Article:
For the second straight year, Cowboys nose tackle Jay Ratliff couldn't participate in on-field work with teammates and coaches. Last year it was because of the lockout, and this year to give him some rest from a foot injury.
While Ratliff's own performance didn't seem to suffer too much in 2011 - he made his fourth consecutive Pro Bowl - most of the defensive players on this team agree that the work stoppage was not conducive to learning a new defense.
"We didn't have OTAs and all of that," Ratliff told KTCK-AM in Dallas on Wednesday. "We were learning on the fly. Rob (Ryan) has a high volume defense. There's a lot of things, a lot of terminology, we had to get used to."
This year, Ratliff said, there will be no way to justify things if the defense doesn't work out the kinks. However, he doesn't want teammates getting ahead of themselves thinking that anything has been accomplished just because the D is going into Year 2 with Ryan.
"This year there's no excuses," Ratliff said "We're not going to sit here and talk about what we're going to do this year or all the expectations everyone else has for us. I think the attitude this year needs to be we're going to be quiet. Well, to put it bluntly, we're going to shut up, not going to say a thing, and do our jobs.
"Honestly we don't have room to talk. The Giants are the Super Bowl champions. They're won two Super Bowls in the last five years. We just need to just be quiet and do our job. Nothing else."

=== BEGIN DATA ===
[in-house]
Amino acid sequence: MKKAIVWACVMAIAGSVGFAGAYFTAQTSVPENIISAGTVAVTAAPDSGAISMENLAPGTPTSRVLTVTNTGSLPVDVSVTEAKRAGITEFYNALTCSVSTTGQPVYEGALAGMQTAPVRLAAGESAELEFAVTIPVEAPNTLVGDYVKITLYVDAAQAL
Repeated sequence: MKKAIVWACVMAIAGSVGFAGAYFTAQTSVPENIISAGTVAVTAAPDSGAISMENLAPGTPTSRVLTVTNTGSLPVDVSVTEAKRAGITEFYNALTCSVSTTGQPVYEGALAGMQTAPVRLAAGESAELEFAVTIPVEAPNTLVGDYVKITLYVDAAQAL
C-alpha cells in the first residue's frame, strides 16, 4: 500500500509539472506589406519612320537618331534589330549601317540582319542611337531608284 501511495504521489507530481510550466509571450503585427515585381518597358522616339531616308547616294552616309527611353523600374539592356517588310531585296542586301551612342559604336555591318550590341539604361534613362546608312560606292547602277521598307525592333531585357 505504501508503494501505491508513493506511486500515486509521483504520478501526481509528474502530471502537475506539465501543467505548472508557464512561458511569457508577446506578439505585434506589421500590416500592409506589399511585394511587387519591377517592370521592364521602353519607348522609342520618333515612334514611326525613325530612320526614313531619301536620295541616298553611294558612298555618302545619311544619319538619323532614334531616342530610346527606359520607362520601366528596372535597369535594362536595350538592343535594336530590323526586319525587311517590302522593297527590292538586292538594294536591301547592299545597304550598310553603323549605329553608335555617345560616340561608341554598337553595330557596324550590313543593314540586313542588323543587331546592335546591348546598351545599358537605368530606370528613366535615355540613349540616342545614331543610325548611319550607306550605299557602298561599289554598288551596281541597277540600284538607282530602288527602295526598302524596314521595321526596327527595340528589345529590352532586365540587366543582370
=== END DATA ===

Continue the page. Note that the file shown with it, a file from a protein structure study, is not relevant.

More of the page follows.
In the Cowboys locker room, Ratliff is a shining example of quiet leadership, a player who rarely has much to say, but simply plays his position as well as anyone. It's a role he's grown into, rising up the depth chart after being picked in the seventh round in 2005, and later taking over the starting nose tackle job in 2007.
Despite seemingly annual concerns over Ratliff's chances for longevity playing as an undersized nose, he says he personally feels as strong and athletic as he did when he was younger, but his mentality has changed with age.
"You really want to take advantage of these moments," Ratliff said. "The window is kind of closing, you're in your 30s. The way this business is, that's kind of old or whatever. Again, I don't feel old, but I think the word I'm looking for is 'urgency.'"
If Ratliff acknowledges that time is running out for himself and the Cowboys' other centerpieces to win in a big way, it's probably a sentiment that is not lost on his teammates.